Thursday, September 14, 2006

The real "truth"

The term "truth" is not easy to define. When any person makes a statement, it needs to be viewed in the context of his/her perspective, beliefs, inherent prejudices and other influences. Perhaps this fact bears more truth (no pun intended) in Journalism than in any other discipline. After all, the pen is still mightier than the sword!

With traditional media, the audience gets only a one-sided view of any situation. And this view is in line with with the reporters' own view as well as the publication's view. In conflict situations, publications usually toe the line of the government of their home country.

For example, according to an article in called a news revolution has begun,

"A study by the Cardiff School of Journalism found that 90 per cent of the BBC's references to Saddam Hussein's WMDs suggested he possessed them and that "spin from the British and US governments was successful in framing the coverage"."

Recently, when a series of train bomb blasts occurred in Mumbai, India's financial capital, all Indian newspapers unilaterally blamed Pakistan, based on reports from Indian investigating authorities. Meanwhile, most Pakistani newspapers, while condemning the blasts, attributed the blasts to "mischief-mongers" who wanted to create trouble in Indo-Pak relations.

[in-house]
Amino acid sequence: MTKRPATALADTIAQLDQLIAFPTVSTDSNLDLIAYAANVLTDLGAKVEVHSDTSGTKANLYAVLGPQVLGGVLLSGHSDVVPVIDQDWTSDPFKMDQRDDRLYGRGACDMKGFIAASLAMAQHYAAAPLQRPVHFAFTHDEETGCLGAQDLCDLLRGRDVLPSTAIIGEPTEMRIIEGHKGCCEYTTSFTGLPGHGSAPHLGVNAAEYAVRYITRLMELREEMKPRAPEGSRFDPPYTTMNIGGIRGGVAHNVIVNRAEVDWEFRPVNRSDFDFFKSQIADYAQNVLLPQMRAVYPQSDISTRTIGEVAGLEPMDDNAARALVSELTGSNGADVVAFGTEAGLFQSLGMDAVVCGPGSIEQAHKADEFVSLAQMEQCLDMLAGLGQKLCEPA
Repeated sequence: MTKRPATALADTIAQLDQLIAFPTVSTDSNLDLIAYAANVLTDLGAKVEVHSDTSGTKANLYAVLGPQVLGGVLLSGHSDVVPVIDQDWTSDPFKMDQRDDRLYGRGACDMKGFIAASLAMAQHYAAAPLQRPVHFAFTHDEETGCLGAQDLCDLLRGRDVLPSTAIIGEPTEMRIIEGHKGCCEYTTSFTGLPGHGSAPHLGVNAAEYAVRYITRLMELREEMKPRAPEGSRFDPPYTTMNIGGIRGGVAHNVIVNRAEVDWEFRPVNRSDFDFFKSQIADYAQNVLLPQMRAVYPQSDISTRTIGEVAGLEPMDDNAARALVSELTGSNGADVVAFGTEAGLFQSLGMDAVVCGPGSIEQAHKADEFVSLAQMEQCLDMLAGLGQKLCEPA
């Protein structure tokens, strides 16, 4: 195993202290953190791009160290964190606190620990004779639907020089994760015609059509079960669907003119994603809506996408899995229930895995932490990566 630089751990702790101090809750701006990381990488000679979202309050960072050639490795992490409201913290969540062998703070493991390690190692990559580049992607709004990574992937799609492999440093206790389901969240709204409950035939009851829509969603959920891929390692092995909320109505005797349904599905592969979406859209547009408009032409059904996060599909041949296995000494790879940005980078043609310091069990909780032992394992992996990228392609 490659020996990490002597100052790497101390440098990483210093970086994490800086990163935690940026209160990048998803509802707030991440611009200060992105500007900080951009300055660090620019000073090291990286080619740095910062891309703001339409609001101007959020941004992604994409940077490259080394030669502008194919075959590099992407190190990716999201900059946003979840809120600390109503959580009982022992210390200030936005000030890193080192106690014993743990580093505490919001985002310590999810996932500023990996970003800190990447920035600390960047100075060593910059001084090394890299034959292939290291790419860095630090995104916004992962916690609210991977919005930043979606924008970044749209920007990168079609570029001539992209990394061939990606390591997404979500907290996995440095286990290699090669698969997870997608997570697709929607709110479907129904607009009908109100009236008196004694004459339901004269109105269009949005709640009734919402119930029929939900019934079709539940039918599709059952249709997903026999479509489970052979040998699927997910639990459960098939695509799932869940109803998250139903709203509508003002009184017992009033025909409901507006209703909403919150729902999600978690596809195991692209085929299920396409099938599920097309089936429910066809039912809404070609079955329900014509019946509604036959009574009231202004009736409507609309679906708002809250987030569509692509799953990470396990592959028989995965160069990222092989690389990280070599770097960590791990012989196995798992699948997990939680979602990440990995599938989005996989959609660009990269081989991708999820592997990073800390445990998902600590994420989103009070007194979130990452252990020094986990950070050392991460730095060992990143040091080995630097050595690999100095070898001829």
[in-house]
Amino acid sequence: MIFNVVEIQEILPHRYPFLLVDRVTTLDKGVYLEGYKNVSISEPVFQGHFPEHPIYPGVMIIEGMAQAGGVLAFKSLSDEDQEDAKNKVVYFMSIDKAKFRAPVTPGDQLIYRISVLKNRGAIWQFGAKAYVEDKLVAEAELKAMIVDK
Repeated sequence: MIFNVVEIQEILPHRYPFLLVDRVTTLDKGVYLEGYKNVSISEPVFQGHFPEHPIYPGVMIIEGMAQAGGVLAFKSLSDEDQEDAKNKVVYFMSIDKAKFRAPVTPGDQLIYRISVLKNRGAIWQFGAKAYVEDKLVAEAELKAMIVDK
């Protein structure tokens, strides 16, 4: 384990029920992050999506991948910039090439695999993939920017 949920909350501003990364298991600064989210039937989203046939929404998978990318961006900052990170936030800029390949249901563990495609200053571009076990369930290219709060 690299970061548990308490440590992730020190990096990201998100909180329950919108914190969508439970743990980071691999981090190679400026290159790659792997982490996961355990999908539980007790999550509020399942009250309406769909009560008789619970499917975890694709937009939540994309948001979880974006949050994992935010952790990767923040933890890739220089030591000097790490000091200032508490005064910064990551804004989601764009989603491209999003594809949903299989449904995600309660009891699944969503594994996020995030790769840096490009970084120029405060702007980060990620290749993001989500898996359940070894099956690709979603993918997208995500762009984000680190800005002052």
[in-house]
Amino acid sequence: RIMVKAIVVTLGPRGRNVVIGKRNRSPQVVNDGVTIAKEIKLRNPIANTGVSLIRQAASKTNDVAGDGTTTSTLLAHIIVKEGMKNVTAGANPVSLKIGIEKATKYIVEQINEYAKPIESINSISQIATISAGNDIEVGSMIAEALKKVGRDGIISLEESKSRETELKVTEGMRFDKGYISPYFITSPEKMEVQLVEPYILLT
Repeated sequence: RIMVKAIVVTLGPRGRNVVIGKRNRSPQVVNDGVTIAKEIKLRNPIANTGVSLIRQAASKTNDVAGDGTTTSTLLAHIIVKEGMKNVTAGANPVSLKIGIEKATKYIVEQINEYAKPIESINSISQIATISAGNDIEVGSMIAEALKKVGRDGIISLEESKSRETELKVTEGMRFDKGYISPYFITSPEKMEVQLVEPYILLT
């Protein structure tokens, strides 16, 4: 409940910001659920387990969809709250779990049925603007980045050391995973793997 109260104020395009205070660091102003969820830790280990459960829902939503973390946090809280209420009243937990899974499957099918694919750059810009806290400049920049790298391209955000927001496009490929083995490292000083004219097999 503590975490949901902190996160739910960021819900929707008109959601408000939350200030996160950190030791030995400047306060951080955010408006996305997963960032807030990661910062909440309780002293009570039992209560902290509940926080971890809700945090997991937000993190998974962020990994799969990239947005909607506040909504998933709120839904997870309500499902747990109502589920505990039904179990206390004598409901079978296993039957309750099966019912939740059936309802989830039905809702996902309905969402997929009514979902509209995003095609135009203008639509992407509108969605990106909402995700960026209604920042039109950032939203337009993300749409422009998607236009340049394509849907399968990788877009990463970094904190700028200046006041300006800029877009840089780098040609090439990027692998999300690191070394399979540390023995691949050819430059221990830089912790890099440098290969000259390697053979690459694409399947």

With the rise of the internet, I wonder if we will see a significant change in this trend. The internet gives us access to different versions of any story more easily than ever before. Will the internet therefore actually enable the common man to get multiple views and take a more informed stand?

On the other hand, maybe the internet will have the exact opposite effect, with increased customization and individualisation of news, people will develop increasingly polarised views because they will constantly be fed the kind of information they seek.

So, which way will this media revolution take us? Perhaps only time can tell..


Blogger Celia Soudry said...

I think the media revolution will backfire on itself. People will get fed up with not being able to decipher between fact and fiction, truth and opinion. A parent of one of my friends asked me today what citizen journalism was. When I explained it to her she had a confused and terrified look on her face. She said, "Isn't this citizen journalism all just opinion." I said yes, but that's what people want to hear and read I suppose. Anyhow, You brought up some interesting questions. I enjoyed your entry. Keep it up Steve!

5:54 PM


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